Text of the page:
The song lyrics from the musical Oklahoma, “where the winds comes sweep’in down the plain” described our time in Kansas very well. Unfortunately, headwinds were becoming a daily reality. Reaching Colorado we had some firsts, I had my first flat when I ran over chunks of glass, we climbed Hoosiers Pass, the highest point of the TransAmerica Trail at 11,542 feet and crossed the Continental Divide. We would cross the Divide many more times as it snaked across Colorado and Wyoming.
In Wyoming, outside the town of Muddy Gap four pioneer trails merged, the Oregon, Mormon, California, and the Pony Express. The tenacity of the pioneers is unquestionable, yet envisioning thousands of pioneers crossing to the west reminded me of how the Native American tribes suffered through displacement and loss of culture. Entering the Tetons and later Yellowstone was like coming home. I have always been partial to the cathedral mountains of the west and was happy to see how well Yellowstone had recovered from the devastating fires of 1988. Twenty-five foot trees have replaced previously scorched earth. We started the last leg of the journey after a rest day in Missoula, MT, where I incurred another flat when my rear tire was skewed by a 3-inch nail. I was fascinated by the geological history of the great Missoula Ice Dam flood which occurred about 12,000 years ago and carved out much of eastern Washington and the Columbia Gorge. We pedaled our way into Washington State a few days later which included another flat and a dog bite, another first.
Coming back to my “real life” full of responsibilities was an adjustment from living in a tent for nearly 3-months, and I settled in a bit too easily. I learned a lot more about myself such as my ability to transcend the physical discomfort of long hours in the saddle, and the never ending climbs. In addition, a tour such as this takes a strong mental focus to keep going and not give up knowing that each hard fought mile brings one closer to one’s goal.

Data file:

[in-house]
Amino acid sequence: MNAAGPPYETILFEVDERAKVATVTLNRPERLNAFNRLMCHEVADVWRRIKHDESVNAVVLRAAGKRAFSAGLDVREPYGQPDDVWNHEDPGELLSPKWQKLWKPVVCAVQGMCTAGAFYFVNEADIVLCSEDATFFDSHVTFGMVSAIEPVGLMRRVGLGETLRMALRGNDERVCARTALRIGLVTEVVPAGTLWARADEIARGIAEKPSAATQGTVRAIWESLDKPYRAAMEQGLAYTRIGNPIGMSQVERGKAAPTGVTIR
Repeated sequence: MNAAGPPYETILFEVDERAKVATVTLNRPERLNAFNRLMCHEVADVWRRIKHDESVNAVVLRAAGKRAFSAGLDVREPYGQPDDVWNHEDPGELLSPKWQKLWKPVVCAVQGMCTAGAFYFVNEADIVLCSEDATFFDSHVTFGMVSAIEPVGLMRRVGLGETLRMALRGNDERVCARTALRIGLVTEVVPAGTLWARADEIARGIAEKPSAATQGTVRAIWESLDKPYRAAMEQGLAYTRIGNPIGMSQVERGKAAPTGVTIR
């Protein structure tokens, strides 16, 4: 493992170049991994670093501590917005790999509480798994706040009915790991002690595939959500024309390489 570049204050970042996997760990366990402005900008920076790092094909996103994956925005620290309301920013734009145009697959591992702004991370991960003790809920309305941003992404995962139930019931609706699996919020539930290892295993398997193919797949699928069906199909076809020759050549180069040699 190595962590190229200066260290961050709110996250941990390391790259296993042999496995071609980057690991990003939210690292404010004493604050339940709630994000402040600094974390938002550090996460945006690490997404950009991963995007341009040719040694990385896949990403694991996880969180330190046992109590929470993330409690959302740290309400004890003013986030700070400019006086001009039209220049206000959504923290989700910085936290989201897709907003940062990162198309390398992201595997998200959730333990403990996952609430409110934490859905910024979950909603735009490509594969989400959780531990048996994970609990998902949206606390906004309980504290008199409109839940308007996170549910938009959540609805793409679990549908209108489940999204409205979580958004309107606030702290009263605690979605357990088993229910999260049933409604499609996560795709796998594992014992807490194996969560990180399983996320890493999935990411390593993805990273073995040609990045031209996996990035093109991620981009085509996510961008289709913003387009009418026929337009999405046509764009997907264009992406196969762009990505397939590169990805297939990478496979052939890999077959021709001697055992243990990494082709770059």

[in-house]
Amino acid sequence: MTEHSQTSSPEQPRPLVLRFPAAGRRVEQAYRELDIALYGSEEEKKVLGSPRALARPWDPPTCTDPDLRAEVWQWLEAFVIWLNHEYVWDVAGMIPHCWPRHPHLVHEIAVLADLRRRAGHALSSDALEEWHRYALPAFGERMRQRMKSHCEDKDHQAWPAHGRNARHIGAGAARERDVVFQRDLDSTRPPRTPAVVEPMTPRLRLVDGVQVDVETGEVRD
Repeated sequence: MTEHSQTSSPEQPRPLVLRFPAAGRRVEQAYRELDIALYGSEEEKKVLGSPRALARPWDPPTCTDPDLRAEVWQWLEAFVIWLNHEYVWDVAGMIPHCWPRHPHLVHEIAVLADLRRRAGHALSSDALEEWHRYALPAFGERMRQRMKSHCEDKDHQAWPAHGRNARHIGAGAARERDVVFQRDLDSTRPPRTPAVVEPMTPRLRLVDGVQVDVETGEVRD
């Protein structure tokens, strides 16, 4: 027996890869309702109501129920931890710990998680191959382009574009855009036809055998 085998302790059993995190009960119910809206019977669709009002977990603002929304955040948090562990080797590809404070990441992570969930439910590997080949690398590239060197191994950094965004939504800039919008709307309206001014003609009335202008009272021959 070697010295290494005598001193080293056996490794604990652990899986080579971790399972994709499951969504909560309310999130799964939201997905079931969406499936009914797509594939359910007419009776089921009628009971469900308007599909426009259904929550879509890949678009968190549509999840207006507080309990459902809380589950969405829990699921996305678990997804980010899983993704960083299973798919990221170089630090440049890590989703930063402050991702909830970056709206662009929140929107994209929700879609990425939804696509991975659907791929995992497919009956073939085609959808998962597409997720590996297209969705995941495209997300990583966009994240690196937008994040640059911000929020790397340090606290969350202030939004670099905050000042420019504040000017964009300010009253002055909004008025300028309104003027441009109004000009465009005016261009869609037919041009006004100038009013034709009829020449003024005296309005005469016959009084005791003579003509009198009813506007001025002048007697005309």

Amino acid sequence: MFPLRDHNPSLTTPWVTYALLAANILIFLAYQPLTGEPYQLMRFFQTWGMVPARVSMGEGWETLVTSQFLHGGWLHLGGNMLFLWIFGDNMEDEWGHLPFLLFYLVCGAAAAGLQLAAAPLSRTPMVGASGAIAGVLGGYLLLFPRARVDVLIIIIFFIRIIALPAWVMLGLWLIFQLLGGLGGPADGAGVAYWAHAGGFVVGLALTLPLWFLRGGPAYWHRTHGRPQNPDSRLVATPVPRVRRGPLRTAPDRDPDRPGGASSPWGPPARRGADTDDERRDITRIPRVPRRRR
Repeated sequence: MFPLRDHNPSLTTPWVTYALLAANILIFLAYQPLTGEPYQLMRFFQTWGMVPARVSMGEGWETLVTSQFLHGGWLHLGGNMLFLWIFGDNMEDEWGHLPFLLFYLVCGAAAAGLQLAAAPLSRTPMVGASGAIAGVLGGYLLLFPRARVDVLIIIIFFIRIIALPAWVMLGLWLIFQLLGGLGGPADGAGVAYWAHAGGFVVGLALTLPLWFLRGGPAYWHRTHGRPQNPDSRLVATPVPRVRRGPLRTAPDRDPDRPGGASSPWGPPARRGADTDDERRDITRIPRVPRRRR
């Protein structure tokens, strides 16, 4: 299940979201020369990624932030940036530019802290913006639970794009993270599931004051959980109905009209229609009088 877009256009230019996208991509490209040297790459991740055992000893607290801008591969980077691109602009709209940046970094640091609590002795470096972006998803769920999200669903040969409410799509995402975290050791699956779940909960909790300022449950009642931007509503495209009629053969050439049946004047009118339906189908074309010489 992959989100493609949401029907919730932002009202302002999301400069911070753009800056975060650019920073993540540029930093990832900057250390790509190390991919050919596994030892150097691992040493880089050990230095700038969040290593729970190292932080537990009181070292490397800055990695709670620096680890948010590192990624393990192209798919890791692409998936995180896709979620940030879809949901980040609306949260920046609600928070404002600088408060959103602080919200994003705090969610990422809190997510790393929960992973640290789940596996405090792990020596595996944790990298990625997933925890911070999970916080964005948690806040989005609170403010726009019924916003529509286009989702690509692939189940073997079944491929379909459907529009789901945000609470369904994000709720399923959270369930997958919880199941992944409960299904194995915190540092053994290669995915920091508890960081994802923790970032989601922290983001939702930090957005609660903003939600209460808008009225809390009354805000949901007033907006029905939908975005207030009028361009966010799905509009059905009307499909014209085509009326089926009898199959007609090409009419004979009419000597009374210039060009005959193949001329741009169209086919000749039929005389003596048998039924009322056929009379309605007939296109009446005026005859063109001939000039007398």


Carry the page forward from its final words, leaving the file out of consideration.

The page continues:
Throughout the journey I had the opportunity talk with many Baby Boomers and aging seniors. I discovered many were interested in keeping fit as they aged, however, there were more that admitted they had tried to be more active and engage in exercise but had not stuck with it because, “it hurt”, “took too much effort”, or “it tired me out”. I noted a sense of denial or disconnect between the lack of activity and exercise and how that would play out physically in the short and long-term. By nature, humans are not sedentary animals. We are biologically hardwired to actively engage with the environment. As people become more sedentary they lose muscle tone, balance, and become weak. This translates into falls and broken bones which leads to canes, walkers, and wheelchairs.
Not everyone has the ability, time, or desire to ride a bike across 10 states, but a wakeup call is needed. Baby Boomers are aging; our zest for youth may still be in our consciousness, but many are losing the battle when it comes to physical health. Historically, Boomers wanted their voices heard, they wanted to change the system, and they wanted choices. What one does or does not do to keep active will play out as one ages. You get to choose. I suggest listening to the Beatles, Dylan, Stones, or even the Grateful Dead, float back to your youth, feel the energy you had and bring it forward. Reclaim it.